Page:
TeamLogic IT Franchise Review: Q&A with Jon Simms and Adrienne Wong

Couple’s TeamLogic IT franchise grows quickly in Silicon Valley

Jon Simms, in green, with his TeamLogic IT of Mountain View team.

Jon Simms, in green, with his TeamLogic IT of Mountain View team.

Jon Simms and Adrienne Wong opened their TeamLogic IT franchise at the beginning of 2010 and have been steadily growing their business smack in the heart of Silicon Valley. Their business in Mountain View is just down the road from Google, and it’s near LinkedIn, Tesla and other beacons for engineering and computing talent.

Jon and Adrienne fit right in. They met while working at Sun Microsystems. Adrienne left the company to be home with their son while he was pre-school aged, then she started a catering business. Jon moved on to Oracle, where he stayed until the Great Recession triggered layoffs in 2008.

Jon and Adrienne are among six TeamLogic IT franchises that have thrived in Silicon Valley.

This is their story.

How did you meet?
Adrienne: We worked together at Sun Microsystems. I was a technical writing manager and he was engineering project manager. I was assigned to develop the materials for one of his products, and in the course of working together, I noticed he had a coffee cup with pictures of his two daughters. He seemed like somebody I would like to know better, but I thought he was married. At the end of the project, I learned that he was divorced, and we started a relationship. As it blossomed, I decided to transfer to a different position.

Jon: That’s the abbreviated version. We have four kids ranging in age from 28 to 13. I have two daughters from my first marriage, she has a daughter from her first marriage and then we have a 13-year-old son.

What led you to start a TeamLogic IT franchise?
Jon: I had worked at big companies in executive-level positions for more than a decade before making this decision. The last company I worked at wasn’t a pleasant experience, and I felt a little tired of corporate America. I was laid off by Oracle in 2008 and spent about a year trying to figure out what I wanted to do next. I’ve been part of several startups in the past, and I knew I wanted to start my own company. I’m more of an engineering type, not a marketing guy by any stretch, so I was attracted to the idea of joining a franchise business that already had a brand and materials that I could build from. I looked at a lot of business models — senior care, a paint franchise, a consulting business — but none of them caught my interest. I eventually looked into both CMIT and TeamLogic IT and felt that TeamLogic IT was a better fit.

What made TeamLogic IT stand out?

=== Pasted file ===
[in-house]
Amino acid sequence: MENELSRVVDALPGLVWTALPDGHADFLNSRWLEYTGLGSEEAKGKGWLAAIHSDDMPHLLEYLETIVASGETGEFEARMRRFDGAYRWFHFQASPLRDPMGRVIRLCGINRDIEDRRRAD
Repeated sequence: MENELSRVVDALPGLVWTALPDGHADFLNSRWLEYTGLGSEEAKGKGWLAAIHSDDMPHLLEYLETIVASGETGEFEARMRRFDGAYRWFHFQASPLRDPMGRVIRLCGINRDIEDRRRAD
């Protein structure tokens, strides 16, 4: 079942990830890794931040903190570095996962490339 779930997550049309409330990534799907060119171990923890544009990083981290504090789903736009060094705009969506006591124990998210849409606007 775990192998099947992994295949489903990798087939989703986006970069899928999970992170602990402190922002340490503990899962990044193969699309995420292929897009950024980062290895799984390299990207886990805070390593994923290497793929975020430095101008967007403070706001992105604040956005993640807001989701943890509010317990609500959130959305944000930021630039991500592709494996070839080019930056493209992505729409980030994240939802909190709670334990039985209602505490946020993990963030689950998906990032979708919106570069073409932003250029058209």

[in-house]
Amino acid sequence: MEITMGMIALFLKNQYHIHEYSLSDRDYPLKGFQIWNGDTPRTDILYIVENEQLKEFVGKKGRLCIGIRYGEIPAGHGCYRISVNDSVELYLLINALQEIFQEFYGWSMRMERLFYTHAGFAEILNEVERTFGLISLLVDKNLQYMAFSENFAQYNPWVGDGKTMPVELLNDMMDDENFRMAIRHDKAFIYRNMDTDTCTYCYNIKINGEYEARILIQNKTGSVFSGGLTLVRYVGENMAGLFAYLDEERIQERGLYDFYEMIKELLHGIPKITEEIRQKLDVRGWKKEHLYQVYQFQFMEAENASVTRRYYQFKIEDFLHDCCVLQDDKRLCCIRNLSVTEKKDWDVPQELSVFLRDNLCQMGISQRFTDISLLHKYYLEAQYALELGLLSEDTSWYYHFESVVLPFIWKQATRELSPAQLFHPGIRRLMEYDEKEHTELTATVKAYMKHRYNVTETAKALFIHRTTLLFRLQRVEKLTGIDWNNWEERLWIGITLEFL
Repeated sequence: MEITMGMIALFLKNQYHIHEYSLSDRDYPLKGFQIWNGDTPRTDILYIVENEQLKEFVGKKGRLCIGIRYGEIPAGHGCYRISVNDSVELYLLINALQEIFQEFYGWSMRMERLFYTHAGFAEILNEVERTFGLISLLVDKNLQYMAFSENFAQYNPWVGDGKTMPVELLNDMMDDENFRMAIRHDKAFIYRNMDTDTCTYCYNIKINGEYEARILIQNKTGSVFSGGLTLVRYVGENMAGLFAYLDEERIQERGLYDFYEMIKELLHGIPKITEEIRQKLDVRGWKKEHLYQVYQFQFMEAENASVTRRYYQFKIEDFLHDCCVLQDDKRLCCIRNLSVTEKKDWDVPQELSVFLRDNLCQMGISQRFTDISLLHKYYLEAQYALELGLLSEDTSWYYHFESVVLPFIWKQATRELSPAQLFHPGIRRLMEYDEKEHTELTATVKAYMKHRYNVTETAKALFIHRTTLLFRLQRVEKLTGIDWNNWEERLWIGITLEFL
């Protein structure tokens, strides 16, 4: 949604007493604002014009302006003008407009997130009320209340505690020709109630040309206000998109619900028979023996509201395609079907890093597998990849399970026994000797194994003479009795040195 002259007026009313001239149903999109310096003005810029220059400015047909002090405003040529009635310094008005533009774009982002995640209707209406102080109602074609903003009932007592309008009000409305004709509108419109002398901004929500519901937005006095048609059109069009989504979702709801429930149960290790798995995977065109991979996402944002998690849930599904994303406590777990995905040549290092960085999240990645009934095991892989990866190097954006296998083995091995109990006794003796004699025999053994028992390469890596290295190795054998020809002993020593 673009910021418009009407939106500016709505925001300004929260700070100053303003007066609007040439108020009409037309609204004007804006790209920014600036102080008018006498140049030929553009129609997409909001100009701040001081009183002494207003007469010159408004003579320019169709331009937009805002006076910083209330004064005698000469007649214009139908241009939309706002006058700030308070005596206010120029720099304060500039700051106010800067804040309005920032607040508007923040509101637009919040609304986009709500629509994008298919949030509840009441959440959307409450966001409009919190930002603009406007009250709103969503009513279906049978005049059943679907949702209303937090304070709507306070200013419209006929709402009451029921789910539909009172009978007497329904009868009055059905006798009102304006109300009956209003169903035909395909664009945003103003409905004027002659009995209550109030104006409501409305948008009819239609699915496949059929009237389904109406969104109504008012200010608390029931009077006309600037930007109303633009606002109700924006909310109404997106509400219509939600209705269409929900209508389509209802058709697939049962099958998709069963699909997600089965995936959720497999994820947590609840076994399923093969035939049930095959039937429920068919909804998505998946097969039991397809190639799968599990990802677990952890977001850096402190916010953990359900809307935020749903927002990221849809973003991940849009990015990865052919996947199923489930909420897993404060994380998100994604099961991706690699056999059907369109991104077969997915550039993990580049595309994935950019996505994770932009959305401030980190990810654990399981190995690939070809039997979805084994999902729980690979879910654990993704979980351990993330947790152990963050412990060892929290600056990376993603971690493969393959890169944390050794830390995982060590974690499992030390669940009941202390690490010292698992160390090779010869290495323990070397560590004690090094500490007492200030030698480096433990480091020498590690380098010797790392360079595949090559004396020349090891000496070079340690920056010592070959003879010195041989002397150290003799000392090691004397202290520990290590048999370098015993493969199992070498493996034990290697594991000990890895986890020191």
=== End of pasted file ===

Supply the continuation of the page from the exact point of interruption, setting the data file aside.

Jon: TeamLogic IT in my opinion had better support, better tools, and a better brand. I also hit it off with (TeamLogic IT President) Chuck (Lennon) and others in senior management.

What was it like when you started your business?
Jon: I had a technician who helped get the business started. He was with me for 3 1/2 years and left in early 2013. Whenever a critical issue popped up, I would work with him to help resolve the issue. I wanted to learn what he was doing so that I could assist him when he needed help. I also wanted to be able to offer some experience and perspective to him from my 30 years in high tech. We did very well between the two of us.

Adrienne: The Franchise Services department is very passionate and professional, yet also very human and approachable. The first time I went to an owners’ summit, as I walked into the auditorium and listened to Chuck Lennon and his team make a presentation about the IT industry, I felt like I was home. The summit had the level of excitement that I loved from working at Sun, but it was for our business and presented ideas for us. They communicate very clearly about the right way to do things, and about why we serve customers the way we do. If you take it to heart, you are in a much better position to make a solid start and get the right customers.

How is the support from corporate?
Adrienne: I’m thrilled with our support. We pay for it through royalties, but we get a lot for what we pay. One of the things I had to learn a lot about was handling business finances, putting together and analyzing reports and using QuickBooks. If I didn’t have someone to call at Franchise Services, I probably would have to take a bunch of night classes to learn how to manage the finances, and I wouldn’t have a system that’s as good as what we have. Having the systems and support allows you to really ramp up.

Jon: In that first year especially, it’s just you and another person. As much as you are trying to grow your install base, you also are trying to get processes and best practices in place for when you become a bigger company. You are trying to establish the heartbeat of this engine, which might do $100,000 in revenue in its first year to be able to handle $1 million in revenue and beyond. There’s a lot of work. You need to be managing accounts, networking, hugging babies — a lot of things to get in front of new customers.